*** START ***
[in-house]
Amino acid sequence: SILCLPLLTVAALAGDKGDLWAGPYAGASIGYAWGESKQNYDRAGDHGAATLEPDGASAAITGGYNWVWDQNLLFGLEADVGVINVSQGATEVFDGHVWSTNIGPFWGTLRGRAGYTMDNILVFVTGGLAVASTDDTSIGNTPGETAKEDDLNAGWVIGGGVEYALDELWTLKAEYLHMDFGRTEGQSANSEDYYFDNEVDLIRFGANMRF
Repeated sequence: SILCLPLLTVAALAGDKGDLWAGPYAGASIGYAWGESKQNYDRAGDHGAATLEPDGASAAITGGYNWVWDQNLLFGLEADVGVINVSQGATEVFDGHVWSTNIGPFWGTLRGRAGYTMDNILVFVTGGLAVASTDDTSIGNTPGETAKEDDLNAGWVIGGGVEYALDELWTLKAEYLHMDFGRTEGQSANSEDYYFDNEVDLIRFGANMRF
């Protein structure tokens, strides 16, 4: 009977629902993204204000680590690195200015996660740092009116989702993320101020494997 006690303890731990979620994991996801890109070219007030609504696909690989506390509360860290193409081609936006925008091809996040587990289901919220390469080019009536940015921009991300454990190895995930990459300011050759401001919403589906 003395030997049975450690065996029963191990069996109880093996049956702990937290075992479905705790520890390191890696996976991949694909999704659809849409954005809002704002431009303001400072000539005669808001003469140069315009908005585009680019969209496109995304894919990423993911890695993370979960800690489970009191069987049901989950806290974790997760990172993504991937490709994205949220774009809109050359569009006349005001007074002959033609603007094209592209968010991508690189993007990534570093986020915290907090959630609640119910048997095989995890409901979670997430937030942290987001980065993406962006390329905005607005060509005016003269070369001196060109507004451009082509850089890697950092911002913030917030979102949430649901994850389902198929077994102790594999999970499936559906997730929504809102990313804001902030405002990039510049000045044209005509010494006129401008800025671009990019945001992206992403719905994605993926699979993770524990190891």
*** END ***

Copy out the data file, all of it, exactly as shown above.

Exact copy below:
[in-house]
Amino acid sequence: SILCLPLLTVAALAGDKGDLWAGPYAGASIGYAWGESKQNYDRAGDHGAATLEPDGASAAITGGYNWVWDQNLLFGLEADVGVINVSQGATEVFDGHVWSTNIGPFWGTLRGRAGYTMDNILVFVTGGLAVASTDDTSIGNTPGETAKEDDLNAGWVIGGGVEYALDELWTLKAEYLHMDFGRTEGQSANSEDYYFDNEVDLIRFGANMRF
Repeated sequence: SILCLPLLTVAALAGDKGDLWAGPYAGASIGYAWGESKQNYDRAGDHGAATLEPDGASAAITGGYNWVWDQNLLFGLEADVGVINVSQGATEVFDGHVWSTNIGPFWGTLRGRAGYTMDNILVFVTGGLAVASTDDTSIGNTPGETAKEDDLNAGWVIGGGVEYALDELWTLKAEYLHMDFGRTEGQSANSEDYYFDNEVDLIRFGANMRF
């Protein structure tokens, strides 16, 4: 009977629902993204204000680590690195200015996660740092009116989702993320101020494997 006690303890731990979620994991996801890109070219007030609504696909690989506390509360860290193409081609936006925008091809996040587990289901919220390469080019009536940015921009991300454990190895995930990459300011050759401001919403589906 003395030997049975450690065996029963191990069996109880093996049956702990937290075992479905705790520890390191890696996976991949694909999704659809849409954005809002704002431009303001400072000539005669808001003469140069315009908005585009680019969209496109995304894919990423993911890695993370979960800690489970009191069987049901989950806290974790997760990172993504991937490709994205949220774009809109050359569009006349005001007074002959033609603007094209592209968010991508690189993007990534570093986020915290907090959630609640119910048997095989995890409901979670997430937030942290987001980065993406962006390329905005607005060509005016003269070369001196060109507004451009082509850089890697950092911002913030917030979102949430649901994850389902198929077994102790594999999970499936559906997730929504809102990313804001902030405002990039510049000045044209005509010494006129401008800025671009990019945001992206992403719905994605993926699979993770524990190891």